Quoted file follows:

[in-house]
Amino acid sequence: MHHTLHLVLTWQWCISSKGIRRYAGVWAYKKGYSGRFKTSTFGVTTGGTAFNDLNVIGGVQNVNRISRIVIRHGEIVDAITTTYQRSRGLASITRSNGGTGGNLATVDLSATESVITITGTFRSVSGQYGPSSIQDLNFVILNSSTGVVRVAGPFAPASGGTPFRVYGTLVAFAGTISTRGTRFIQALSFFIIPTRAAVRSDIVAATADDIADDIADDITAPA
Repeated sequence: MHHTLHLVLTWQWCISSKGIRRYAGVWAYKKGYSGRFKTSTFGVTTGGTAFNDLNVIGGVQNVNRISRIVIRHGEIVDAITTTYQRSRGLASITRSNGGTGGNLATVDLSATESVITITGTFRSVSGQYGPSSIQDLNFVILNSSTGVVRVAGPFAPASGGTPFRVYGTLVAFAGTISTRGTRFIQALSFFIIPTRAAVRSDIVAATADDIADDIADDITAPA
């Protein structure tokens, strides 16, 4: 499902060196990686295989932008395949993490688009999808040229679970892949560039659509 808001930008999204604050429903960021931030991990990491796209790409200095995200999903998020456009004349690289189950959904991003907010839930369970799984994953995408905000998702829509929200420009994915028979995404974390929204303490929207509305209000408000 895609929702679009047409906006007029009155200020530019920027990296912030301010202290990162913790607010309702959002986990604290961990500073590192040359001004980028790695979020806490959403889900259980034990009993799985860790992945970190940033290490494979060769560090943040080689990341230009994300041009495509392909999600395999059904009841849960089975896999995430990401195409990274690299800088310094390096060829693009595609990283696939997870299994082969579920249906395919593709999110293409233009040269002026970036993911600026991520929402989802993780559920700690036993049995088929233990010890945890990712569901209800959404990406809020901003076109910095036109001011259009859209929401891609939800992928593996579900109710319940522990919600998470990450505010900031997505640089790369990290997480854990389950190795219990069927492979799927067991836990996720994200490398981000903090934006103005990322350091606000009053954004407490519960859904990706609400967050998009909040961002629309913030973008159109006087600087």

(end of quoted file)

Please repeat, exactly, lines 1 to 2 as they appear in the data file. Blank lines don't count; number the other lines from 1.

[in-house]
Amino acid sequence: MHHTLHLVLTWQWCISSKGIRRYAGVWAYKKGYSGRFKTSTFGVTTGGTAFNDLNVIGGVQNVNRISRIVIRHGEIVDAITTTYQRSRGLASITRSNGGTGGNLATVDLSATESVITITGTFRSVSGQYGPSSIQDLNFVILNSSTGVVRVAGPFAPASGGTPFRVYGTLVAFAGTISTRGTRFIQALSFFIIPTRAAVRSDIVAATADDIADDIADDITAPA